Sunday, January 08, 2012

Canadian director Cronenberg does a microscopic history of psychoanalysis in "A Dangerous Method" (remember "Spider"?)

It’s appropriate for me, in reviewing David Cronenberg’s “A Dangerous Method,” to first recap some of my own experience with psychotherapy and “analysis” of sorts.

The “diagnostic interview” started with an “emergency” visit at 6 PM to a psychiatrist in NW Washington Nov. 30, 1961, two days after my William and Mary expulsion. Then was a period of visits to a therapist on Glebe Road in Arlington, in a second floor office of a high rise apartment. He would suggest the inpatient experiment at NIH, which started in July 1962.

Each patient had individual therapy three times a week. There was group therapy, family therapy, family art therapy, unit government, and group activities.  And I was the only patient who went to college nights. 

The individual therapy sessions went around in circles, as I looked for the grand revelation, that magical fix. 

The therapist seemed to want to prod into my fantasies, and face what purpose the fantasies served.
The female patients tended to be less intact than the males, because of how they had been selected. I can only guess what their individual therapy might have been like, but an early scene in the film gives a hint.

A somewhat violent femalel Sabina (Keira Knightley) is brought into a Swiss mental hospital in 1904. Although there are some shock scenes (cold bath), the main therapy is the  “talking cure”.  Carl Jung (Michael Fassbender) proposes to “just talk” a couple hours a day, sitting behind her so she can’t see him.  At the beginning, she is hard to control. She is what I called (in my NIH days) a “g.d. MP”.

He uses the methods of psychoanalysis he has learned from Sigmund Freud.  He gets her out of herself, and into expressing the at first unbelievable goal she has of becoming a doctor herself.   Then he travels to Vienna to meet Freud (Viggo Mortensen) himself.  Their potential disagreement begins to develop, as Freud has a surprising aversion to too much escapist fantasy.   Jung begins to fall in love with his patient, while still acting dutiful to his wife (Emma Sarah Gadon).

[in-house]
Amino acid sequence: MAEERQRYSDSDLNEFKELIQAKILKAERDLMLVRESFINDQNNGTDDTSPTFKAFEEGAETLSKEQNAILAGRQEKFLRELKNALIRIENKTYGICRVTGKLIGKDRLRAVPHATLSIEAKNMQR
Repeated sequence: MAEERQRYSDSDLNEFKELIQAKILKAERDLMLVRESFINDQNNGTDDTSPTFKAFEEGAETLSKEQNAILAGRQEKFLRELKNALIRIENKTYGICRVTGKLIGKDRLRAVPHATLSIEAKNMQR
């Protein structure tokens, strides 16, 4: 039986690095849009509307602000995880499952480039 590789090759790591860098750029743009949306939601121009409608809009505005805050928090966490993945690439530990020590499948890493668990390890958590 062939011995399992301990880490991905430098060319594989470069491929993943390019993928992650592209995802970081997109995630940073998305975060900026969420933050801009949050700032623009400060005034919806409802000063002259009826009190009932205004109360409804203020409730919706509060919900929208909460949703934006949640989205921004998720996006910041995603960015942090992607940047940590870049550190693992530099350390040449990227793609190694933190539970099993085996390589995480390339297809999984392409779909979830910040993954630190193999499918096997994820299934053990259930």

The film is sketchy on the substance of most of Freud’s theories of psychoanalysis, but provides an alternative with Sabina’s ideas, once she is well enough to be ready for real life and school. Sabina says that sex necessarily requires that one put his ego at risk for loss, or at least for a person’s sense of change into something else.  That sounds like a theory of marriage, where the man and woman are transformed into new sense of self with permanent love, while abandoning earlier modes of fantasy that had been used to build the ego. (That point seemed to come out in my own experience at NIH in 1962). 

In the 1970s, I was connected to a group in New York City called the Ninth Street Center, founded by Paul Rosenfels, whose best known book is “Homosexuality: The Psychology of the Creative Process” (1972), reviewed in Books blog April 12, 2006.  Sabina’s ideas sound predictive of Paul’s theory of “polarities”, where personality specializations are independent of biological gender.  (The group is known today as The Paul Rosenfels Community, link here )   Paul had authored several other books in his days of working as a psychiatrist, such as “Love and Power”.  I do have at home a DVD with BW footage from the talk groups in the 1980s.

The film is distributed in the US by Sony Pictures Classics, but by Lionsgate in Britain and Universal in some countries.  It was produced by resources in Canada, Germany and the UK.  The official Sony site is here

The music score, adapted by Howard Shore, uses a lot of the music from Wagner’s Siegfried, including a piano rendition of the “Siegfried Iydll”.  There is a scene where the “Ride of the Valkyries” is played on an old victrola dating to just before World War I (the main part of the movie runs through 1913).

I saw the film late Saturday night at the AMC Shirlington in Arlington in front of a moderate crowd. 


In early 2003, I attended a screening of Cronenberg’s “Spider” at the Landmark Lagoon Theater in Minneapolis, with Cronenberg present for a Q&A.  That film followed mentally ill man released to a halfway house in Canada. I remember the menace of the simple quilt images. 




No comments: